• Hartwood Health – My Body Composition Experience

    Work on you, for you.

    Having turned 30 last year, I decided that I couldn’t keep placing my health and wellbeing on the back burner. Whilst I knew that I needed to get in shape, eat healthier and spend more time focusing on my mental health, I will be honest I felt overwhelmed simply because I didn’t know what steps to take or where to begin.

    When Paula from Hartwood Health, a health consultancy based in Fleet reached out to me about their body composition service back in January, I was equally curious and nervous.

    I needn’t of worried, as from the moment Paula greeted me at the door with a smile, I instantly felt at ease in her presence. After making me a lovely cup of tea, Paula told me all about the fantastic range of services that Hartwood Health can offer individuals which include pregnancy massages for expectant mothers, sports therapy, advice and guidance on nutrition and diet plans that are tailored to you… just to name just a few.

    One of the things that instantly struck me as I walked into the body composition room was how they have found the perfect balance between that relaxed ambience that we usually only experience in our own homes and that safe clinical setting that one usually finds in a healthcare setting such as a hospital.

    Before my scan began, Paula explained what was going to happen and answered all of my questions as we went along, which instantly put me at ease. First, she measured my height and noted my weight which was entered into the system to ensure that the calculations were accurate.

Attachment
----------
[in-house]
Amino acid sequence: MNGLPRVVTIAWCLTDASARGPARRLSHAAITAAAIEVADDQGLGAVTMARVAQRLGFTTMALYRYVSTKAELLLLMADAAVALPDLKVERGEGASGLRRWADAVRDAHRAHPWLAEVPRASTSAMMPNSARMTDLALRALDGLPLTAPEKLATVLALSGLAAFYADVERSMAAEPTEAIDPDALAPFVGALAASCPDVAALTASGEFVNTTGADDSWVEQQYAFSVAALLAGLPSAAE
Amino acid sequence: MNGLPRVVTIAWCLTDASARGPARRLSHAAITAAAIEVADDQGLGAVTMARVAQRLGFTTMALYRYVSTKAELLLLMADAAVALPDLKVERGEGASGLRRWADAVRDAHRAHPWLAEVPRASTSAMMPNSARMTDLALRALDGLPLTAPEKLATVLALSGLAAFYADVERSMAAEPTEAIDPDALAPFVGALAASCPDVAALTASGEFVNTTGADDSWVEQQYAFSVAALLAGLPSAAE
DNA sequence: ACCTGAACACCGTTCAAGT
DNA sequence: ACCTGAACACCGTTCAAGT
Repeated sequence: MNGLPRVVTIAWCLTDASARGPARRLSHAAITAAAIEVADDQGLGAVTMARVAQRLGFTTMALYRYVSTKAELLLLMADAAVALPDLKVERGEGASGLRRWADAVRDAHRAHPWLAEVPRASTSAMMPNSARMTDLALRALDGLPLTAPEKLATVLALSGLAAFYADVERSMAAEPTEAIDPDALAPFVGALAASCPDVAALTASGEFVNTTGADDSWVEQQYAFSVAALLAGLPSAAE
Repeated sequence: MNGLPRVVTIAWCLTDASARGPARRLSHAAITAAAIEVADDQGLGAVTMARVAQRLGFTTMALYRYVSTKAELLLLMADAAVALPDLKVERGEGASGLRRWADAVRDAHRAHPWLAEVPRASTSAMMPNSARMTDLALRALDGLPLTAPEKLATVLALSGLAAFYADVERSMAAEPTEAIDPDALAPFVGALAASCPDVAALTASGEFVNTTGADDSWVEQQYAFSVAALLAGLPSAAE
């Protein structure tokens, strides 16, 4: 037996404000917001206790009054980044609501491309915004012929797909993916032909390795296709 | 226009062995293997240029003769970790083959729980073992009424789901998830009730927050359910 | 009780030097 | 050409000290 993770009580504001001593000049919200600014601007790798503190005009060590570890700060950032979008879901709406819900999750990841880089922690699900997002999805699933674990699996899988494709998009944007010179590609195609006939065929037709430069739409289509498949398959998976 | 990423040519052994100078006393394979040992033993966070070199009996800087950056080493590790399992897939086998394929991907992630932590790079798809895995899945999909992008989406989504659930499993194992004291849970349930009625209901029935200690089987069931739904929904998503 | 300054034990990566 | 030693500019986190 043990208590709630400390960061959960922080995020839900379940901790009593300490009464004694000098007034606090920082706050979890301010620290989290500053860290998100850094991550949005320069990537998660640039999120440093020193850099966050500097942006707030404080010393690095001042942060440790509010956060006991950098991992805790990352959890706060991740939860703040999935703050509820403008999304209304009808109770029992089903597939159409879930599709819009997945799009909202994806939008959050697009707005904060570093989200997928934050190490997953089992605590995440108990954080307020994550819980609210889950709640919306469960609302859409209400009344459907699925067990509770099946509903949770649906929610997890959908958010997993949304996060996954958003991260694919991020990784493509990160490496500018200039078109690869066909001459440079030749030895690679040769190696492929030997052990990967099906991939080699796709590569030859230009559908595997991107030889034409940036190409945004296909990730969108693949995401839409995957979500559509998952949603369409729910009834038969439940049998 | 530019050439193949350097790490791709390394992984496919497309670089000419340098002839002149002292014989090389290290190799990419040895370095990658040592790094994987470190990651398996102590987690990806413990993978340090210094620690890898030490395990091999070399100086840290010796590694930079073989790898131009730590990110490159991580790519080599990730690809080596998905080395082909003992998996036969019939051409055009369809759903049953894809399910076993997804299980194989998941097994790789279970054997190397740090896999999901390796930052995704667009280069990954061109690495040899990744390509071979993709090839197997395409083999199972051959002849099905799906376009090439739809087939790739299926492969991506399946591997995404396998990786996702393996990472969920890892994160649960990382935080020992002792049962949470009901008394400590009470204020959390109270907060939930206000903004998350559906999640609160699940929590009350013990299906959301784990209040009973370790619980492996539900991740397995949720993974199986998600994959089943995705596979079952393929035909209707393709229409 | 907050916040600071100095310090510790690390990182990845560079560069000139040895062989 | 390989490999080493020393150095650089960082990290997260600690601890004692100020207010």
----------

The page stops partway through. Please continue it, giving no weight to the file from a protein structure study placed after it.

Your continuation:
Next, I was asked to lay on a table whilst Paula placed two electrodes on my feet and hands. Then a small device (about the size of two iPads fixed to a belly band) was placed over my torso. Paula explained the differences to me between different types of body scans and how the body composition scan measures different elements within your body.

    The scan was painless and surprisingly relaxing – I even joked to Paula about how I felt like I was going to drift off to sleep! After about 1 minute Paula informed me that my scan was complete and talked me through my personalised report.

    Some of the things that I personally took away from this experience included:

    • My BMI (Body Mass Index) was within the healthy range at 23. A healthy range is anything between 18.5 and 25. However, as Paula explained to me, this isn’t always the most accurate way to measure our true fitness and health, which is where body composition comes in.
    • My fat mass (the total amount of fat in the body) was too high and my results indicated that I had a marked increase in my fat mass. Whilst our bodies require some healthy fat for energy, heat, protection of our vital organs and for cell renewal – too much of a good thing can increase our risk of diabetes and cardiovascular diseases.
    • My fat-free mass (the difference between our fat mass and our total body weight) was also too low and demonstrated a criterion for malnutrition. Fat-free mass is made up largely of water, muscles, bones, organs, cartilage, tendons and ligaments.